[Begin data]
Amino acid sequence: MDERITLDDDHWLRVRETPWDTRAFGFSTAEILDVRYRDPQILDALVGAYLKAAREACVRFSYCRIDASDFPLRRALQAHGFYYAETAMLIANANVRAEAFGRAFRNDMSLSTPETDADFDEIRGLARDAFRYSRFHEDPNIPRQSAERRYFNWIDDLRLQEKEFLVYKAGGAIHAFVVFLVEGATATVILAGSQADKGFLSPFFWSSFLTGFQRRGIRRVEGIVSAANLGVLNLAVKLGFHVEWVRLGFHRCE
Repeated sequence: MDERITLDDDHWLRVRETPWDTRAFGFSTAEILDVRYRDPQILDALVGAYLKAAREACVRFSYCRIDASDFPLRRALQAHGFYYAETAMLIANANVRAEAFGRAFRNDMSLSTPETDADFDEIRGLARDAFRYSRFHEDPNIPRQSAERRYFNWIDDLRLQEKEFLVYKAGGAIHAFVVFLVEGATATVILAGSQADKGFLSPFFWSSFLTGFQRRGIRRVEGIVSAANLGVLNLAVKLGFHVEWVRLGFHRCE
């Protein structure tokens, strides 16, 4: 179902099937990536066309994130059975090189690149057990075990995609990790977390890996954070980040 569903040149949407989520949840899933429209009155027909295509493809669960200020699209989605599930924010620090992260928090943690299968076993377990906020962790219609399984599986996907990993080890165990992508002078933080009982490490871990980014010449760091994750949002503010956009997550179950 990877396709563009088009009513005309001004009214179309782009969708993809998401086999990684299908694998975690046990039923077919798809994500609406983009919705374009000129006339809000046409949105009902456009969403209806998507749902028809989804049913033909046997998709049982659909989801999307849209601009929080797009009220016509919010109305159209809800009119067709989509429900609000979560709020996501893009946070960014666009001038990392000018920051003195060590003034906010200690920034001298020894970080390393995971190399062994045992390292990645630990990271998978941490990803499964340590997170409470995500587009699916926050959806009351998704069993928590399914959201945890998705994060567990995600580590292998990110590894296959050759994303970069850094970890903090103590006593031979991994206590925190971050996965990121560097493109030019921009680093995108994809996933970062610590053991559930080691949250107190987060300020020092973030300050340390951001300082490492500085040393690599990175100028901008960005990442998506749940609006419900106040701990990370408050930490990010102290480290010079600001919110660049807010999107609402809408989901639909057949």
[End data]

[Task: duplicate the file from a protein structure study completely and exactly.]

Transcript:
Amino acid sequence: MDERITLDDDHWLRVRETPWDTRAFGFSTAEILDVRYRDPQILDALVGAYLKAAREACVRFSYCRIDASDFPLRRALQAHGFYYAETAMLIANANVRAEAFGRAFRNDMSLSTPETDADFDEIRGLARDAFRYSRFHEDPNIPRQSAERRYFNWIDDLRLQEKEFLVYKAGGAIHAFVVFLVEGATATVILAGSQADKGFLSPFFWSSFLTGFQRRGIRRVEGIVSAANLGVLNLAVKLGFHVEWVRLGFHRCE
Repeated sequence: MDERITLDDDHWLRVRETPWDTRAFGFSTAEILDVRYRDPQILDALVGAYLKAAREACVRFSYCRIDASDFPLRRALQAHGFYYAETAMLIANANVRAEAFGRAFRNDMSLSTPETDADFDEIRGLARDAFRYSRFHEDPNIPRQSAERRYFNWIDDLRLQEKEFLVYKAGGAIHAFVVFLVEGATATVILAGSQADKGFLSPFFWSSFLTGFQRRGIRRVEGIVSAANLGVLNLAVKLGFHVEWVRLGFHRCE
């Protein structure tokens, strides 16, 4: 179902099937990536066309994130059975090189690149057990075990995609990790977390890996954070980040 569903040149949407989520949840899933429209009155027909295509493809669960200020699209989605599930924010620090992260928090943690299968076993377990906020962790219609399984599986996907990993080890165990992508002078933080009982490490871990980014010449760091994750949002503010956009997550179950 990877396709563009088009009513005309001004009214179309782009969708993809998401086999990684299908694998975690046990039923077919798809994500609406983009919705374009000129006339809000046409949105009902456009969403209806998507749902028809989804049913033909046997998709049982659909989801999307849209601009929080797009009220016509919010109305159209809800009119067709989509429900609000979560709020996501893009946070960014666009001038990392000018920051003195060590003034906010200690920034001298020894970080390393995971190399062994045992390292990645630990990271998978941490990803499964340590997170409470995500587009699916926050959806009351998704069993928590399914959201945890998705994060567990995600580590292998990110590894296959050759994303970069850094970890903090103590006593031979991994206590925190971050996965990121560097493109030019921009680093995108994809996933970062610590053991559930080691949250107190987060300020020092973030300050340390951001300082490492500085040393690599990175100028901008960005990442998506749940609006419900106040701990990370408050930490990010102290480290010079600001919110660049807010999107609402809408989901639909057949």